house, married Elizabeth Dawley and died in 1719. His father,
William Woodhouse, married Jean Dawley and died in 1700. His
father, Henry Woodhouse, settled in lower Norfolk county, now
Princess Anne county, some time prior to the year 1647, served
in the Virginia house of burgesses, and died in 1655. The latter
was the son of Sir Henry Woodhouse, governor of Bermuda,
who married Anne Bacon, daughter of Sir Nicholas Bacon, and
half-sister of Francis Bacon, Baron Verulam, Viscount St. Albans,
and lord chancellor of England. Ann Maria Spangler, mother of
Lieutenant Woodhouse, was the daughter of Isaac Spangler, a
resident of Baltimore who was stationed at Fortress Monroe in
the government employ. Lieutenant Woodhouse, after receiving
his education at Norfolk, found employment in the trade of a
plasterer until the outbreak of the war. Then, on May 8, 1861,
he enlisted as a second sergeant in Company H of the Twelfth
Virginia regiment of infantry, commanded by Capt. Finley Fer-
guson. His first service was at Boush's Blufif, where he remained
about eight months, and had some experience in fighting while
locating batteries at Sewell's Point. Rejoining his regiment in the
entrenched camp, he remained there until the evacuation of the
city in May, 1862, when he accompanied his regiment to Peters-
burg, and thence to battlefields before Richmond, where he par-
ticipated in the hard fighting at French's Farm, Frayser's Farm
and Malvern Hill. Subsequently he took part in the battles of
Second Manassas, Crampton's Gap, Md., and all the minor ac-


tions of his command, and helped to hold the line at Fredericks-
burg in December. In 1863 he was in the battles of Chancellors-
ville, Salem Church, Gettysburg, Bristoe Station, Mine Run, and
he participated in the desperate fighting of 1864 through the Wil-
derness, and in the action at Shady Grove received a wound in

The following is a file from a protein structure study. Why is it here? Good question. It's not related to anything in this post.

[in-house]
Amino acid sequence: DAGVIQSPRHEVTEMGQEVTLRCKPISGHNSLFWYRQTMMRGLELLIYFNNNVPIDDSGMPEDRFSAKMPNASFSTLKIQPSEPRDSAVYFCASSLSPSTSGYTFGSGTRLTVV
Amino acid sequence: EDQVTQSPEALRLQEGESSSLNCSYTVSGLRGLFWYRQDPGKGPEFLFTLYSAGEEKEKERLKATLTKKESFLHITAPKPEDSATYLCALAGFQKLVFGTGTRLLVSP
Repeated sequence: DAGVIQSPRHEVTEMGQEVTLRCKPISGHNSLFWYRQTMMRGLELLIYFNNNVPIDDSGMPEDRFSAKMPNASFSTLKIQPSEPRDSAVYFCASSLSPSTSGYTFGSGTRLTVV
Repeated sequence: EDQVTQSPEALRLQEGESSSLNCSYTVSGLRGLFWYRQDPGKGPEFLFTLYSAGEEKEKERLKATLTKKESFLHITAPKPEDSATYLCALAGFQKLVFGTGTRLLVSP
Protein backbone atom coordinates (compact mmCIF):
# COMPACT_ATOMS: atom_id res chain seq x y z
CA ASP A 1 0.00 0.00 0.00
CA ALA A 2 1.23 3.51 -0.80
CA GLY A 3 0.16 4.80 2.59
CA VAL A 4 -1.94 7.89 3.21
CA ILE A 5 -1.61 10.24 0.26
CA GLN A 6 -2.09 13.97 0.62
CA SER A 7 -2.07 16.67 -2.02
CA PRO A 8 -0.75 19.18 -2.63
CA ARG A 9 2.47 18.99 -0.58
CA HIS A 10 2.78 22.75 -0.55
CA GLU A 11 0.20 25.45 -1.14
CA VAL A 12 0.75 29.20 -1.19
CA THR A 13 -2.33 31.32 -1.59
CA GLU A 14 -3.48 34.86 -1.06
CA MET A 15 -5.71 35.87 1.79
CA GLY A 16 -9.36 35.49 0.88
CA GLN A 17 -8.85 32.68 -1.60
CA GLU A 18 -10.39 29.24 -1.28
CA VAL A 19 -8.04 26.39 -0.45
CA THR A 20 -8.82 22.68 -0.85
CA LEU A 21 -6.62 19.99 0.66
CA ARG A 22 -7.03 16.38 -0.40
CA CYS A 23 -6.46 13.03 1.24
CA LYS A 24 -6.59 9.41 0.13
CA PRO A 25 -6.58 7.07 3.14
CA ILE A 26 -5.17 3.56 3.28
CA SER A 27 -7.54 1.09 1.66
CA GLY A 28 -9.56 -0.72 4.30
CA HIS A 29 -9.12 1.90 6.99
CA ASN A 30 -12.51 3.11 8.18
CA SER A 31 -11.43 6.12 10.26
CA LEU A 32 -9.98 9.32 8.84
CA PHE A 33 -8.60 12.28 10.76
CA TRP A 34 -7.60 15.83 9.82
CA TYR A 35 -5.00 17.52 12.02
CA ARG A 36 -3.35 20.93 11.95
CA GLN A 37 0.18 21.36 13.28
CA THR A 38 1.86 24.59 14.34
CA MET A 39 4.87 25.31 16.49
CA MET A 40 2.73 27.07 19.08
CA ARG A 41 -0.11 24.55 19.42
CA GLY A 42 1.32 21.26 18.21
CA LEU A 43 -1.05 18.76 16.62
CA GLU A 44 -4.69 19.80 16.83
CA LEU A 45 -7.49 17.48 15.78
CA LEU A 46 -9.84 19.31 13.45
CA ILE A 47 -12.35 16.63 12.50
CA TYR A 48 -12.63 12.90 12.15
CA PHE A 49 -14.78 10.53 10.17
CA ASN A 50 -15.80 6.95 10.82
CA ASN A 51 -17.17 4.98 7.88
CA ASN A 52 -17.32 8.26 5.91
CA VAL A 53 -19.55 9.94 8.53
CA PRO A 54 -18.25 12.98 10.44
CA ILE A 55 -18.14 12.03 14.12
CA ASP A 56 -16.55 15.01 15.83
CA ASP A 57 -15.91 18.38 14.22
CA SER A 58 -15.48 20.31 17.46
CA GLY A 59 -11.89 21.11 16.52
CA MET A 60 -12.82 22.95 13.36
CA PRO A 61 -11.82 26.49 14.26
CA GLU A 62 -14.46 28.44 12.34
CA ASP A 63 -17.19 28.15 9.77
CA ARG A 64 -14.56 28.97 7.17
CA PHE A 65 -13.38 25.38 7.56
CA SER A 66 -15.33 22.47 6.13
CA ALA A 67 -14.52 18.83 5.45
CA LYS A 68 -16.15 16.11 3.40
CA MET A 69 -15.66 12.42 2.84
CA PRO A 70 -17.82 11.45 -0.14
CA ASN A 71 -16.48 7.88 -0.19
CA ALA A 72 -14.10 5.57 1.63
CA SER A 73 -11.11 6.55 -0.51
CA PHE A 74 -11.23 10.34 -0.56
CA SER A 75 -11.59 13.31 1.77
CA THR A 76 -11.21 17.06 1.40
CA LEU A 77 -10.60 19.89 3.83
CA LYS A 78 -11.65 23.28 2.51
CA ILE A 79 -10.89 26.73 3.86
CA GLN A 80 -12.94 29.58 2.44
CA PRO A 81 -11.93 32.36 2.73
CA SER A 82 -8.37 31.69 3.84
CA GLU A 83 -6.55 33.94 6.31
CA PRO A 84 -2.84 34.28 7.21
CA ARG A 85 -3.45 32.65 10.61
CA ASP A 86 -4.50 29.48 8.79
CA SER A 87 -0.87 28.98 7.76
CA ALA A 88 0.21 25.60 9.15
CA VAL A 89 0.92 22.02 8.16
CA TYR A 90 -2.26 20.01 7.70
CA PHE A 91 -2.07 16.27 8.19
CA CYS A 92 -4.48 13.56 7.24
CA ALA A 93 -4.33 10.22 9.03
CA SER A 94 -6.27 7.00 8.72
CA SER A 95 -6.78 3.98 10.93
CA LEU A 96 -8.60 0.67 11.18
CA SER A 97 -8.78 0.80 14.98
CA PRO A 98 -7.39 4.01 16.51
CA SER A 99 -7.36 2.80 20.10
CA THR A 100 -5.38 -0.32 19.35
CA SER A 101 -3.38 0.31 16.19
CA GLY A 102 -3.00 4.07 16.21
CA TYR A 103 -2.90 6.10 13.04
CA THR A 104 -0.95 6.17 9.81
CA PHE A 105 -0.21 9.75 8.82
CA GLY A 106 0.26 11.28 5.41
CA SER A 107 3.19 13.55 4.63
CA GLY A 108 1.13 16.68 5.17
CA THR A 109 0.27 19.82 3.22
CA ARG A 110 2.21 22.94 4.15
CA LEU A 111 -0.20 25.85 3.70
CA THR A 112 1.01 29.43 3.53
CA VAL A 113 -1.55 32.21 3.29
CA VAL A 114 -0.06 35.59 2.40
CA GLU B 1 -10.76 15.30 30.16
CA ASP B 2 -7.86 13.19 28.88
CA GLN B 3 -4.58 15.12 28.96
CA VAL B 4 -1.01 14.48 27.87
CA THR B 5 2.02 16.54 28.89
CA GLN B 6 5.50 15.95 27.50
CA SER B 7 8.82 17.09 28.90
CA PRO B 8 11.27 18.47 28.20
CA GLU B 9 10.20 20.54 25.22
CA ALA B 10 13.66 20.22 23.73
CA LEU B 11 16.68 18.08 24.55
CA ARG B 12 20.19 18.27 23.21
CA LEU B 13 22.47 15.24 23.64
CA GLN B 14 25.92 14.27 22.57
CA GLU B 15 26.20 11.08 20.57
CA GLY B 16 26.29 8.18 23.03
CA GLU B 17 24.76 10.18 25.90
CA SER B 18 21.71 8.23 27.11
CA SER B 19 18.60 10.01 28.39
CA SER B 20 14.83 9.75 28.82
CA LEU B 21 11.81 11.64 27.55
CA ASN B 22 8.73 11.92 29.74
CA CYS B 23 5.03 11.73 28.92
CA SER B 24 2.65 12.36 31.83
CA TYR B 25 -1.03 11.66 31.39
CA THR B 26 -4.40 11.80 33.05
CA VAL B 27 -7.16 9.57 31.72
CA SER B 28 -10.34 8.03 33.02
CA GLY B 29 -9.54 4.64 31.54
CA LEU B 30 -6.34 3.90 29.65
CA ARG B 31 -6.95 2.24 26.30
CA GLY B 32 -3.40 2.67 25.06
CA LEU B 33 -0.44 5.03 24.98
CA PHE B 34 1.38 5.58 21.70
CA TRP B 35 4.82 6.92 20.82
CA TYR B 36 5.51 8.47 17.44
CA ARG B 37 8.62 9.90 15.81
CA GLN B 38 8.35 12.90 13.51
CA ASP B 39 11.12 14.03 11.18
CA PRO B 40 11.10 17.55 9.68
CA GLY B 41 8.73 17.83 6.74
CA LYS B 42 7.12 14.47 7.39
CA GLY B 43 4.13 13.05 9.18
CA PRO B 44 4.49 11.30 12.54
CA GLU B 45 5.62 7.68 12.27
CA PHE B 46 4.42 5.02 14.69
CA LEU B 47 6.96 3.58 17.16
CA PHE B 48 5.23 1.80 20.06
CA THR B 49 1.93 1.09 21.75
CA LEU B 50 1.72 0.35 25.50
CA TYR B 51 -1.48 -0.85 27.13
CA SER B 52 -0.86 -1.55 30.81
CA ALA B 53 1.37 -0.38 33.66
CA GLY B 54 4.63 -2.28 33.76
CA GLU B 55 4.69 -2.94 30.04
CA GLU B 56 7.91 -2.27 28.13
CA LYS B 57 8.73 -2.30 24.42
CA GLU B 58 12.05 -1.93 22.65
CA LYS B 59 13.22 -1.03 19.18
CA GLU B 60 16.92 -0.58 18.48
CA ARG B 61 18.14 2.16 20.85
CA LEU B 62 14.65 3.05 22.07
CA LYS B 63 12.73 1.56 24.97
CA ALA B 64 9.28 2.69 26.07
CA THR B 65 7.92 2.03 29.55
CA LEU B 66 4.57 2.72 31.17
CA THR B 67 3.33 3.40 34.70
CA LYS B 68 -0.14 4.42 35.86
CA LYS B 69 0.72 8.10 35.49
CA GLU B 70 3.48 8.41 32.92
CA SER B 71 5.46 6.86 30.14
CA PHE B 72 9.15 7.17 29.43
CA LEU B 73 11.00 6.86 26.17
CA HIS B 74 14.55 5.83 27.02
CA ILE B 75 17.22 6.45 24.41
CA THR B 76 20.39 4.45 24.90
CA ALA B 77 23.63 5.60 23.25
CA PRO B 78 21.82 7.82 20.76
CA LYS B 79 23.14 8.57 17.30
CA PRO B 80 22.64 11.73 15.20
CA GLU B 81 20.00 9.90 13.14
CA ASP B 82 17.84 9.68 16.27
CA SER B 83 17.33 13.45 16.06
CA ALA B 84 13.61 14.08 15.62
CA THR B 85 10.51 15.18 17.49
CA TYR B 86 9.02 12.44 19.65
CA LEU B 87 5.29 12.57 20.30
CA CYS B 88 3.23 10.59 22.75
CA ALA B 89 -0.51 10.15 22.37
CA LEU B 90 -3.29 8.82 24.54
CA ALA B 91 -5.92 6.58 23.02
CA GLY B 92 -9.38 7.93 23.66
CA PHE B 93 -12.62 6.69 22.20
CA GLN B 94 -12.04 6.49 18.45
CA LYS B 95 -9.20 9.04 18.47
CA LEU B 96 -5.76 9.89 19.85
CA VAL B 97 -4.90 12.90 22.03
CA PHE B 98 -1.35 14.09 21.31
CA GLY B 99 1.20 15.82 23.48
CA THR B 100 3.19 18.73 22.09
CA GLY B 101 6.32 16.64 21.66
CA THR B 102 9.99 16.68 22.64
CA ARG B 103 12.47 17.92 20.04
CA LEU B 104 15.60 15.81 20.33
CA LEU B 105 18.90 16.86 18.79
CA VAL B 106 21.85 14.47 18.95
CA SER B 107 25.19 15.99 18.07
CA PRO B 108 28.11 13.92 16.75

the foot that seriously disabled him. He spent some time on this
account in the Seabrook and Chimborazo hospitals at Richmond,
and was then brought before the examining board of surgeons and
declared disabled for further duty. During this arduous service
Mr. Woodhouse rose by promotion to first sergeant, and later
to first lieutenant, all of which he richly deserved. After the sur-
render he returned to Norfolk, where he began his trade again,
and has become one of the leading contractors in the city. He
contracted for the plastering of the Epworth Methodist church
of Norfolk, a notable building, and several of the handsomest
houses in Ghent. Lieutenant Woodhouse was married in 1864 to
Columbia, a daughter of Page Eley, of Nansemond county, and
they have four children: Annie Lee, Harry E., Charles H., Frank
E. The latter served in the volunteer army of 1898 in Company
E, Fourth Virginia regiment infantry, under Fitzhugh Lee. In
social life he is a member of the Methodist church; of the Odd
Fellows and Knights of Pythias, and past commander of Pickett-
Buchanan camp, U. C. V.

John J. Woodhouse, a prominent member of the legal profes-
sion and judge of Princess Anne county, is a native of that county.
He rendered faithful service in the cause of the South until disa-
bility on account of illness compelled his honorable discharge. He
has held the office of clerk of the courts, and is now judge of the
Princess Anne county court. His wife, a daughter of William Mc-
Kenney, was born at Washington, D. C. Her father was a dentist
by profession, and during the war commanded Company C of the
Sixth Virginia regiment, familiarly known as "McKenney's Eye
Teeth." Judge Woodhouse and family lived in Norfolk for several
years, but removed from Norfolk to Princess Anne county in 1869,
and their son, William McK. Woodhouse, now a well-known lawyer
of Norfolk (born at the latter city, August 19, i860), was there
reared upon a farm. In 1884 he began a service of four years as
deputy clerk under his father, during which period he also pursued
the study of law. In 1888 he was admitted to practice in Princess
Anne county, and he remained there engaged in the work of his